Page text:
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MESSAGE OF CARDINAL ANGELO SODANO
TO THE PRESIDENT OF THE PONTIFICAL COUNCIL FOR THE LAITY AND THE LATIN AMERICAN EPISCOPAL COUNCIL

BogotÓ , 9-12 March 2006

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Your Excellency,

Before the upcoming celebration in Bogotá of the Congress of Ecclesial Movements and New Communities in Latin America, organized by the Pontifical Council for the Laity and the Latin American Episcopal Council (CELAM), I am pleased to convey the cordial greeting of His Holiness Benedict XVI to the Bishops, the leaders of the various movements and the other participants at the meeting.

At the same time, the Holy Father encourages them to share fraternally the riches of their own spirituality and experience in order to contribute ever greater vigour to Christian life in this part of the world where the Church has placed so much hope.

Indeed, the effort to revive an awareness of the baptismal commitment and the desire to live intensely the vocation to holiness that stems from it is always an essential contribution to the Church's life. Moreover, her charisms, pedagogical methods, apostolic styles or missionary outreach develop an evangelizing tradition that is full of exemplary initiatives and witnesses.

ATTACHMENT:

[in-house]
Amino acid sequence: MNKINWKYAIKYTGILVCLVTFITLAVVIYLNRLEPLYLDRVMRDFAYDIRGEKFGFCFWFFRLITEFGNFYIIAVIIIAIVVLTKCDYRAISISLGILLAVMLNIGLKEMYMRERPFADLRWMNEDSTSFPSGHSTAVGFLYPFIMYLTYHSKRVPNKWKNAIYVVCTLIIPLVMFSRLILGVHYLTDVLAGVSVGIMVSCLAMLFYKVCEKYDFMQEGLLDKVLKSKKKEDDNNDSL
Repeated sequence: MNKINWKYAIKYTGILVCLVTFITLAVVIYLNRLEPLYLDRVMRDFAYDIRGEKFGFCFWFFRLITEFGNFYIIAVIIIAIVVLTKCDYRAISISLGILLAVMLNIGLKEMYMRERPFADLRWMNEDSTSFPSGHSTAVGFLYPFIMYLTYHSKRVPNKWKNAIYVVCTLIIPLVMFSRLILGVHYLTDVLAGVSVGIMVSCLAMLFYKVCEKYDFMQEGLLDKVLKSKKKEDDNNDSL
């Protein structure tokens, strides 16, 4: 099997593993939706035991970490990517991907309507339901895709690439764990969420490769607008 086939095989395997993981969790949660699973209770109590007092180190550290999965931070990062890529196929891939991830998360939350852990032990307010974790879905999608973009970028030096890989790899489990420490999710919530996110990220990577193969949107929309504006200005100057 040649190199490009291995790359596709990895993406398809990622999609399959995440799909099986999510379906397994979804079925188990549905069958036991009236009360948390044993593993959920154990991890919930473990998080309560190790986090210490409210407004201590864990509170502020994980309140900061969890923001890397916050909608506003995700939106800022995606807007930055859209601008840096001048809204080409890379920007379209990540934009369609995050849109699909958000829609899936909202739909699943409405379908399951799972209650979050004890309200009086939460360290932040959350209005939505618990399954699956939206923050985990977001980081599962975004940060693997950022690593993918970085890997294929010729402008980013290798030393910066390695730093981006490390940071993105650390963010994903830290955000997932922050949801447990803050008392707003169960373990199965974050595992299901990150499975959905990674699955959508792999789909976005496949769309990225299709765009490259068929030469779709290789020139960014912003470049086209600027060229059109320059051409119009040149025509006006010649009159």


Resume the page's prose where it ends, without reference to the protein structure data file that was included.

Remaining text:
The theme chosen for the Congress:  "Disciples and missionaries of Jesus Christ today", highlights two essential and interconnected aspects in the continuous journey of the Church as she presses forward ""amid the persecutions of the world and the consolations of God', announcing the Cross and death of the Lord until he comes" (Lumen Gentium, n. 8).

Indeed, being a disciple of Christ is not a temporary situation that ends at a specific moment; the disciple always needs to be listening to, learning from and following the one Teacher (cf. Mt 23: 8), without the ambition to be a teacher himself one day. Consequently, disciples must consider themselves as brothers and sisters (cf. ibid.).

On the other hand, disciples of Christ are not limited to receiving his teachings as if they were imposed from the outside. They begin to be disciples through a fascinating and eternally timely encounter with him which brings about an indescribable relationship of communion and impels them to follow in his footsteps and imitate his way of life (cf. Deus Caritas Est, n. 1).
And they do this with the gift of themselves and the conviction that they have found the true treasure of their life (cf. Mt 13: 44), in comparison with which no other alternative or proposal has greater interest.
Christians today must always be disciples of Christ, whom they can approach in many ways, because he always waits for us on the paths of our existence in order to teach us what the gift of God is and give us the real living water to drink (cf. Jn 4: 10).

Above all, Christians must encounter Christ in the Eucharist and in the other sacraments, which are privileged moments in his company until the end of time, as he promised his disciples (cf. Mt 28: 20).